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Must have skills for a Data Analyst include:
These skills are ones that are mostly necessary to get a job as a Data Analyst but you'll constantly develop with experience. Don't worry if you don't understand all of them as we'll go through each one and why they're applicable to the role, as well as showing some examples of real job posts that require these skills.
Thanks to rapid advancements in data availability, ingestion and storage, today’s businesses have more opportunities to harness the increasing amount of data. This data is mostly messy and not profitable, however, there are many ways for companies to benefit from this data. The amount of data that is readily available to businesses has led to an increase in the demand for people who can efficiently deal with it.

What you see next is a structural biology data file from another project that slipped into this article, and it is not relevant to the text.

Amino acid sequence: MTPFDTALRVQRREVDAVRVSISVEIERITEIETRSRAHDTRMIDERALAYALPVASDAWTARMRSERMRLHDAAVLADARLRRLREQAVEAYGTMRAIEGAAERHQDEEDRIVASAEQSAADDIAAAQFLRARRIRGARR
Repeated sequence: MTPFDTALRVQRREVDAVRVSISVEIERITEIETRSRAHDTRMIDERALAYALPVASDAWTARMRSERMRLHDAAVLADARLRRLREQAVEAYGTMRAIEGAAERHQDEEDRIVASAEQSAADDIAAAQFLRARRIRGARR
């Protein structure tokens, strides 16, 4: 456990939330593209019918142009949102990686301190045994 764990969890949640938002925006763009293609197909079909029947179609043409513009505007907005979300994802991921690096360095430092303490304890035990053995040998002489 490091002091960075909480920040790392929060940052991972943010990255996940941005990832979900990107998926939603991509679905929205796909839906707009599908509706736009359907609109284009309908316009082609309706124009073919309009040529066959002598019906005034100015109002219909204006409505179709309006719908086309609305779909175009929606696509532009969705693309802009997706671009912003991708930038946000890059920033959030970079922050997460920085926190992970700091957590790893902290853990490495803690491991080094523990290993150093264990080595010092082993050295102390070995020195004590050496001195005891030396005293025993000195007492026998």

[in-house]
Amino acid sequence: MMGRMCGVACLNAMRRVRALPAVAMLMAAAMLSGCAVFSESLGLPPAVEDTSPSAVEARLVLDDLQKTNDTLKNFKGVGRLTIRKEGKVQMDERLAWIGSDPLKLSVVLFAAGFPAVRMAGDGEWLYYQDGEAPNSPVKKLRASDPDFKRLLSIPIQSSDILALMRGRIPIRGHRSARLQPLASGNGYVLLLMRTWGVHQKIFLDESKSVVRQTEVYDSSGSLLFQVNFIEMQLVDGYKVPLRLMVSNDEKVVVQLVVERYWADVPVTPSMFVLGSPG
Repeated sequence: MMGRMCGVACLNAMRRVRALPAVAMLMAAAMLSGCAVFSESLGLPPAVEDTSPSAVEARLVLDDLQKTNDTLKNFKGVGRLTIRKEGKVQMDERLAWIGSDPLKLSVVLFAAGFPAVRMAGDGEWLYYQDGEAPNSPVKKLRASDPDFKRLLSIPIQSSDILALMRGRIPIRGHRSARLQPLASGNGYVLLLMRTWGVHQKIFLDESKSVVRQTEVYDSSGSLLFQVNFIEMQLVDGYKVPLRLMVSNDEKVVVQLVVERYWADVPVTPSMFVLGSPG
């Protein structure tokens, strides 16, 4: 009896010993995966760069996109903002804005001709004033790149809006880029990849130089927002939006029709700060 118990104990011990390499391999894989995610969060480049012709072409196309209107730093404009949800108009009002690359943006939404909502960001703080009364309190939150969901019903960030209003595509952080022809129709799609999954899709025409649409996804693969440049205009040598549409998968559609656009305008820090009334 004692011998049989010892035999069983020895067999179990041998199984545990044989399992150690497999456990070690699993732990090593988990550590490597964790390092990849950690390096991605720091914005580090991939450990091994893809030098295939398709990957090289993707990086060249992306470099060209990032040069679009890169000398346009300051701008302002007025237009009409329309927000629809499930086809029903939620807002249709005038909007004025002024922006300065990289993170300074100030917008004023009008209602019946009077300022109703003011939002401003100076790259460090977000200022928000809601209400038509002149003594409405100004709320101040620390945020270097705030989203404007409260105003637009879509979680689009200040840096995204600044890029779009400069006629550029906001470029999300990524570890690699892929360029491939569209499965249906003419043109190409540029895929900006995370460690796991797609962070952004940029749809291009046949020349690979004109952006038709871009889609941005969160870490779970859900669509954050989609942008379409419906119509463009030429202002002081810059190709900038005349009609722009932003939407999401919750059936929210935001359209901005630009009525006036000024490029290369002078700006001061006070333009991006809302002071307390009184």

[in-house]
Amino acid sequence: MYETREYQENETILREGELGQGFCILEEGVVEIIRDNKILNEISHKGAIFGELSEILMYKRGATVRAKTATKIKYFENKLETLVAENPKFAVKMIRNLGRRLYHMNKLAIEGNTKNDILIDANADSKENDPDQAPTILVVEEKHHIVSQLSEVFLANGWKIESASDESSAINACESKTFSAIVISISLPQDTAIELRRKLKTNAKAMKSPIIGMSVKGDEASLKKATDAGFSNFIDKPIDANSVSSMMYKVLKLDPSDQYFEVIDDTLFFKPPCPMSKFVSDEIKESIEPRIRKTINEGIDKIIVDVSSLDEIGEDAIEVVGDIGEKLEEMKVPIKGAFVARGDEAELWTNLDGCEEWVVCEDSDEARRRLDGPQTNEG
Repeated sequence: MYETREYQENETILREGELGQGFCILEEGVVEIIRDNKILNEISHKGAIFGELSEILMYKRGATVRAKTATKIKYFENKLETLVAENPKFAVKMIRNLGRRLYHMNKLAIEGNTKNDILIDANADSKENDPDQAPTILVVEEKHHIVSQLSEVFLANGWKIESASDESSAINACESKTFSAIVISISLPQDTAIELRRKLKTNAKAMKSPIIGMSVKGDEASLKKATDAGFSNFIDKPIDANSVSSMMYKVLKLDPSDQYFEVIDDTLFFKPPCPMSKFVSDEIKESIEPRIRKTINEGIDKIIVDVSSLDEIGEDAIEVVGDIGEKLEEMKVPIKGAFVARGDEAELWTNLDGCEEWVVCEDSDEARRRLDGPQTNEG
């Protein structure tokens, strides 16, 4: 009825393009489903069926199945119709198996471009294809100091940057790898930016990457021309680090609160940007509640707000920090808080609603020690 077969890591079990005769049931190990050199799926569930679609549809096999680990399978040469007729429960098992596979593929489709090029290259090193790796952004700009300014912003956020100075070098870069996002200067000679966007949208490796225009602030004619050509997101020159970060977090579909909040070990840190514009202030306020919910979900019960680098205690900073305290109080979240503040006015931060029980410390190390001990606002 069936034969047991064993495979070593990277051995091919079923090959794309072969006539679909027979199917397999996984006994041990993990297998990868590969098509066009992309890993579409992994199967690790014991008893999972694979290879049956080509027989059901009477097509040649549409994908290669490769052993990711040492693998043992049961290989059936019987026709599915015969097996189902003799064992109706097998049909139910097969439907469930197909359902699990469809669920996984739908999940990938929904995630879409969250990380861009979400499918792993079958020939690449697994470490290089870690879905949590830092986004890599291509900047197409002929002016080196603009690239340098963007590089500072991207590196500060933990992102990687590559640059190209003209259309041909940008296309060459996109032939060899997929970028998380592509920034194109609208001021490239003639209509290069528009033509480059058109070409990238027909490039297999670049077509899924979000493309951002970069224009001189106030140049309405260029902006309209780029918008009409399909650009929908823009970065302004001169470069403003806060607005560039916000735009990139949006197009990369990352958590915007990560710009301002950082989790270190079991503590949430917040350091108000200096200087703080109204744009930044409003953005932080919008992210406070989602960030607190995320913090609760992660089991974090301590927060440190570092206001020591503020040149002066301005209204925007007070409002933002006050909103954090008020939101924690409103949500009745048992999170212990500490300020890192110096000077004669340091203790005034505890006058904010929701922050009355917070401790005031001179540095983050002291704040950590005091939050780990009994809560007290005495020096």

Enter the Data Analyst. In short, the role consists of sifting data to find meaningful trends and patterns. Then presenting the findings to the decision-makers with actionable insights. What skills do you need to be a Data Analyst? This overview will cover some of the most important skills that a Data Analyst needs.
The skills have been split into soft and hard skills. Soft skills are a combination of people skills, social skills, communication skills, character or personality traits, attitudes, career attributes, social intelligence and emotional intelligence. Hard skills include the specific knowledge and abilities required for success in a job.
As with any job, there are soft skills which are important to be an effective Data Analyst.
The title of 'Data Analyst' brings with it power and decision-making responsibility. You must be able to facilitate meetings, make the right requests and be an active listener in order to understand new information. You’ll need to effectively get your messages across to decision-making colleagues in order to have an impact.
Analysis can form an individuals role where they are silo'd, focusing on a particular area of a business or offerings. In larger organisations, an analyst may work as part of a team, alongside the likes of developers, data scientists and data engineers, working together towards the same goals and outcomes.